I submit that discussions of a candidates' past or present foibles are irrelevant at this stage in the election game. The character of the candidate should be saved for the primaries. Come election time, political party trumps person. The following article adapted by me from a Mike Rosen piece sets forth the reasons I believe party trumps person. Mike Rosen is a Denver based radio show host and columnist. He is a fiscal conservative and social libertarian.
Party Trumps Person By Mike Rosen
A time-honored cliché heard every election year goes something like this: "I'm an independent thinker; I vote the person, not the party." This pronouncement is supposed to demonstrate open-mindedness and political sophistication on the part of the pronouncer. Of course it is your vote; cast it any way you like - or not at all. But idealism and naiveté about the way the U.S. electoral process and system of government works shouldn't be mistaken for wisdom or savvy.
For better or worse, we have a two-party system. And party trumps person. Either a Republican, George W. Bush, or a Democrat, John F. Kerry, is going to be elected president in November. No one else has a chance.
Minor party candidates are sometimes spoilers - like Nader costing Gore the presidency in 2000 - but they don't win presidential elections. Ross Perot got 20 million popular votes in 1992, and exactly zero Electoral College votes.
In Europe's multiparty, parliamentary democracies, governing coalitions are formed after an election. Party trumps person because in the U.S. constitutional republic, the coalitions are formed before the election.
The Republican coalition typically includes middle and upper-income persons, persons who prefer limited government, pro-market and pro-business forces, believers in a strong and/or pro-active national defense, pro-gun types, social-issues conservatives (anti-abortionists) etc.
The Democratic coalition is typically an alliance of social cause activists, labor unions, academics, persons who favor governmental solutions to society’s problems, lower and middle-income working persons, most minorities, feminists, gays, environmentalists, honorable leftists, etc.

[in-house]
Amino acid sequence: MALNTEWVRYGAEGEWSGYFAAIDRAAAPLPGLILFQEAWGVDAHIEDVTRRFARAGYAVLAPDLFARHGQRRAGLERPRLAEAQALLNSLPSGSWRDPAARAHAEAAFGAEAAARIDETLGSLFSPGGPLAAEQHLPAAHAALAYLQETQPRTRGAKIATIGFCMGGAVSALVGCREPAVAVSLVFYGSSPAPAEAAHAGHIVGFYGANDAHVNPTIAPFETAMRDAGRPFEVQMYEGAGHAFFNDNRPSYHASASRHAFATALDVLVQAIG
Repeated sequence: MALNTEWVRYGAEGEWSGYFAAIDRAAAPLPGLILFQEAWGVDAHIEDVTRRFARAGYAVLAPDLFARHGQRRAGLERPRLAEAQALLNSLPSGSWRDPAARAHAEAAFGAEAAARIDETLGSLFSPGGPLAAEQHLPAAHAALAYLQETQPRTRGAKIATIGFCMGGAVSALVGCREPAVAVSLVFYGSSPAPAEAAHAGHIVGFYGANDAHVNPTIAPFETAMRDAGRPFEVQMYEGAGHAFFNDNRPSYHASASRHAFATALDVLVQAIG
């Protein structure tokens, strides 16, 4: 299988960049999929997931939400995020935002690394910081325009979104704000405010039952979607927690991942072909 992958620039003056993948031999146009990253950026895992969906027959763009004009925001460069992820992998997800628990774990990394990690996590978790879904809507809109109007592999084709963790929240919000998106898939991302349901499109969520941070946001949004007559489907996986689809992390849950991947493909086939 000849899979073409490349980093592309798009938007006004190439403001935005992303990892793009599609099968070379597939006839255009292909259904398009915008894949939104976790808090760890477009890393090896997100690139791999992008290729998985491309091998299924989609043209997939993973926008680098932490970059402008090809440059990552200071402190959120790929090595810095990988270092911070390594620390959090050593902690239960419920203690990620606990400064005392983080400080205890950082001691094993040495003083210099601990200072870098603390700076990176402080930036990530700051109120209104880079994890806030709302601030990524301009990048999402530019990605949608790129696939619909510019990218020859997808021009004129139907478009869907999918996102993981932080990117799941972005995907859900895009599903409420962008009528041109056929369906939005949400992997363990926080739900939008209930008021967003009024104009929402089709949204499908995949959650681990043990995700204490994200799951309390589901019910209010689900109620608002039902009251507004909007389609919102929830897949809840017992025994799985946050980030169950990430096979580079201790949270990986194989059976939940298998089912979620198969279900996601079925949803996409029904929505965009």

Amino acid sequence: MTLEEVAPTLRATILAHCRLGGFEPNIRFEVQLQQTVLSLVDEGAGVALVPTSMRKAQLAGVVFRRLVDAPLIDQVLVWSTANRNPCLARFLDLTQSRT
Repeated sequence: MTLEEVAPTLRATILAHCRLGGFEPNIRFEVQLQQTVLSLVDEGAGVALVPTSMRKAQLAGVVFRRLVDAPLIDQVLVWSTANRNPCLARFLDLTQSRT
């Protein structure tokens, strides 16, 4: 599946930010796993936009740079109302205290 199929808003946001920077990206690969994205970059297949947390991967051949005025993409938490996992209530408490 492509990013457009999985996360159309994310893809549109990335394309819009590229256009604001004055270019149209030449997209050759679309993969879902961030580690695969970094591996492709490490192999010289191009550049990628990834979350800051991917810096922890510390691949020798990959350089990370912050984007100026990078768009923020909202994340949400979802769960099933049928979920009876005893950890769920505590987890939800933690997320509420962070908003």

Party trumps person because regardless of the individual occupying the White House, the winner’s coalition will be served.
The president, whether a liberal, moderate or conservative, can operate only within the political boundaries of his party and its coalition. The party that wins the presidency gets to staff all the discretionary positions in the executive and judicial branches of government. Members of its coalition are awarded vital policy-making government jobs, judgeships, ambassadorships and appointments to boards and commissions, as well as a host of plum jobs handed out to those who have political IOUs to cash in.
A vote for Bush is a vote for the Republican agenda and conservative players in key posts. A vote for Kerry is likewise a vote for the influence of the Democratic coalition.
The legislative branch is no different. After the individual members of a new Congress have been seated, a figurative nose count is taken and the party with the most noses wins. That victory carries with it control of all committee and subcommittee chairmanships, the locus of legislative power.
Now, let's say you're a registered Republican voter who clearly prefers the Republican philosophy of governance. And you're a good-natured, well-intentioned person who happens to like an individual Democrat, a Senate candidate, who's somewhat conservative. Colorado’s Ken Salazar for example. You decide to cross party lines and vote for him.
As it turns out, he wins, beating the Republican and giving the Democrats a one-vote majority, 51-49, in the U.S. Senate.
Congratulations! You just got Ted Kennedy, Patrick Leahy, Dianne Feinstein and Hillary Clinton as key committee chairs, and a guarantee that your Republican legislative agenda will be stymied. The likable conservative Democrat Senator Salazar has no real power by himself. I don’t need to remind you what happens when you cast a symbolic vote for a third party candidate you admire, like Nader in ’00.
You can be a purist and cast your vote symbolically with a boutique party or “for the man,” or you can be a player and vote for the coalition that most nearly matches your philosophy, Republican or Democrat. Your vote, your choice.